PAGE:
Filmmaker Jonathan Caouette's documentary on growing up with his schizophrenic mother -- a mixture of snapshots, Super-8, answering machine messages, video diaries, early short films, and more -- culled from 19 years of his life.
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J. Michael Bailey,
Part documentary, part narrative fiction, part home movie, and part acid trip. A psychedelic whirlwind of snapshots, Super-8 home movies, old answering machine messages, video diaries, early short films, snippets of '80s pop culture, and dramatic reenactments to create an epic portrait of an American family travesty. The story begins in 2003 when Jonathan learns that his schizophrenic mother, Renee, has overdosed on her lithium medication. He is catapulted back into his real and horrifying family legacy of rape, abandonment, promiscuity, drug addiction, child abuse, and psychosis. As he grows up on camera, he finds the escapist balm of musical theater and B horror flicks and reconnects to life through a queer chosen family. Then a look into the future shows Jonathan as he confronts the symbiotic and almost unbearable love he shares with his beautiful and tragically damaged mother. Written by
Sujit R. Varma
A psychedelic "Better Than Chocolate"--and as trite.
A $200-some-odd initial budget is no excuse for a dull, self-indulgent film that offers little or no insight into either a young man's life or his times.
I was initially drawn to the film by both the subject matter and the fact that John Cameron Mitchell (creator of "Hedwig and the Angry Inch") was an executive producer. After seeing "Hedwig," I trusted Mitchell's artistic judgment completely---only to guess after seeing "Tarnation" that Mitchell must have been swayed by some sort of internal "pay it forward" guilt-trip to professionally help out a fellow young-ish gay filmmaker. (Disclaimer: I'm gay myself and very much appreciate gay or gender-bending film-making---when it's well done. This film, though, was like a psychedelic version of the incredibly gooey "Better Than Chocolate"---as in "I'm a sensitive gay person and I've been through a lot---love me!" Ick.)
Director/star Caouette apparently had about 15 minutes-worth of interesting home-video footage of himself as a child growing up with his once-institutionalized mother and oddball grandparents. And a few minutes of vanity shots of himself as a teenager with friends and as an adult with his boyfriend. The rest of the movie consists primarily of long, drawn-out filler---pseudo-freaky graphics and music superimposed over photos of Caouette posing. Not to mention the subtitles, especially at the beginning, that take 20 frames to relay a bit of information when they could have taken 2 or 3. (I read other reviews here before posting this; someone wrote that he/she saw people in the theater walking out during the first 10 minutes, and that they must have been either gay-intolerant or unfamiliar with non-mainstream film-making...My own guess is that they must have just been extremely bored with the by-now-clichéd MTV-style video sequence.)
Caouette's mother's story is truly tragic. Her own parents are tragic. Caouette's abusive upbringing in foster homes is tragic. But I know this only intellectually from the film, via the facts presented in the subtitles. Caouette isn't able to evoke an actual sense of pathos or understanding with either his photographs or his video interviews. How, for instance, did he escape the bizarre family cycle? Like Caouette, I also began hanging out in area punk clubs as a teen... It was an extremely visceral, life-changing feeling of acceptance for me. And for Caouette? He met a boyfriend. And a couple of club friends. You see a couple of bland photographs of them and maybe a minute of video of the guys mugging for the camera. Nothing else to give anyone viewing a sense of either the era or for what Caouette himself was feeling.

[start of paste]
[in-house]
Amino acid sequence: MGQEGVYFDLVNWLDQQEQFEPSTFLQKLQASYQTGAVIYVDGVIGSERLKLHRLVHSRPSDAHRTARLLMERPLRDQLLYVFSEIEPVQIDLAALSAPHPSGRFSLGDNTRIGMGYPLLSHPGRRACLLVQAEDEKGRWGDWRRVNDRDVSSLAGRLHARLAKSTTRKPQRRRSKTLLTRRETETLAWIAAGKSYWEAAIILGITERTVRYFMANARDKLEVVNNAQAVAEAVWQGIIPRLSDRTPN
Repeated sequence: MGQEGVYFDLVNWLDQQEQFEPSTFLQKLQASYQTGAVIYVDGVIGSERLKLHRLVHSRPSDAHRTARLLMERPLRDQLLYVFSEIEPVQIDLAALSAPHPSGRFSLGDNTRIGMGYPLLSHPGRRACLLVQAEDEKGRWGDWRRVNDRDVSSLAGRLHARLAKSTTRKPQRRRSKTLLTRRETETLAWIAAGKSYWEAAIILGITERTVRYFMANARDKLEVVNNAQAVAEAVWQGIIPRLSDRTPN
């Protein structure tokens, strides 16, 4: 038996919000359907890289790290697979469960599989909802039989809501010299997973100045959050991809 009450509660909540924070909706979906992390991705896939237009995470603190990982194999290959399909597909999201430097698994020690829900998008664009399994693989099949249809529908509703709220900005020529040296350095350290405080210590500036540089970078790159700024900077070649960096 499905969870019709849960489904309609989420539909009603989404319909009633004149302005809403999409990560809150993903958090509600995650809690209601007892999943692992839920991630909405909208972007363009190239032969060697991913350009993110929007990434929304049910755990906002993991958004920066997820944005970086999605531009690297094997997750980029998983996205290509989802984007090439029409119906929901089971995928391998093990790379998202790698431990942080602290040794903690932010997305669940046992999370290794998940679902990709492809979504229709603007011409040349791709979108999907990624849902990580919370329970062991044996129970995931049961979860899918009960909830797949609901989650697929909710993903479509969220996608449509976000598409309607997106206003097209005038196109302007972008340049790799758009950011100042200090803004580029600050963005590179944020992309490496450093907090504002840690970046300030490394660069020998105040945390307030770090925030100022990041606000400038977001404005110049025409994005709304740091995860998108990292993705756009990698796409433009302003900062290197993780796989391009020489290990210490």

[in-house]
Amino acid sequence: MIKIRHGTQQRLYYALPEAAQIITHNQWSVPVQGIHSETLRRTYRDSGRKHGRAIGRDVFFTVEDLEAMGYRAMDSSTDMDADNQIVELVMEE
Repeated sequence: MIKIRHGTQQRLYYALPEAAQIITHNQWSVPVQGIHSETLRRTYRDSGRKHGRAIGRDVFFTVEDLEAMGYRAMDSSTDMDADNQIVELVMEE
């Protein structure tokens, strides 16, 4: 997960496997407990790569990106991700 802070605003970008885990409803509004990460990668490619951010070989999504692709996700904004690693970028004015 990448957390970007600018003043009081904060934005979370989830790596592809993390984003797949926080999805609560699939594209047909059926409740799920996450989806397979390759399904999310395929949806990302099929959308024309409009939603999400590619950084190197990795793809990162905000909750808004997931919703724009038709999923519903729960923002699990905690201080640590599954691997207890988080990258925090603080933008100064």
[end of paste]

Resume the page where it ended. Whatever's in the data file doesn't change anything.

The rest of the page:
Then he moves to New York City. There, Cute Boyfriend David is very understanding and hugs Jonathan whenever he gets a (video-recorded) call from his weird mother. The two frolic in the snow. The utter vapidity makes me wish for the crazy mom and grandparents to re-appear. (They do, they do. But rather too late to salvage the film.) I also wonder why Caouette didn't reveal in the film that he'd had a kid with a girlfriend years earlier. Probably because this doesn't quite fit into the forced "My Sensitive Boyfriend Is All I Have After My Crazy Mother" theme. It would, though, have made much better film sense as part of the bigger picture of "dysfunctional family dynamics"(and been more honest, as part of a documentary).
Near the end of the film, Caouette tries hard to make us feel something by looking "sincerely" into the camera and telling us he hopes that he doesn't turn out like his mother, then wiping away a tear... He's trying desperately to be sincere, but after seeing earlier clips of his put-on antics, the effect is more schmaltzy than credible.
Caouette's actual family situation seems to have been very intense and disturbing, but again, you learn that primarily from the subtitles and not from the actual footage. He's barely been able to get anyone in his family to open up to him on camera (unless you count his mother's "pumpkin dance" near the end of the film, which seems more like anyone's unfortunate attempt to entertainingly mug for the camera rather than an example of "look at the tragedy that my mother has become"----since we've never learned what his mother was like to begin with).
The sparse actual footage of this film is put together with a lot of bells and whistles, but there's no "there" there. And certainly no family there, only an attempt at an "American Gothic" portrait that falls short due to its transparent attempts at being "hip" and convincing.
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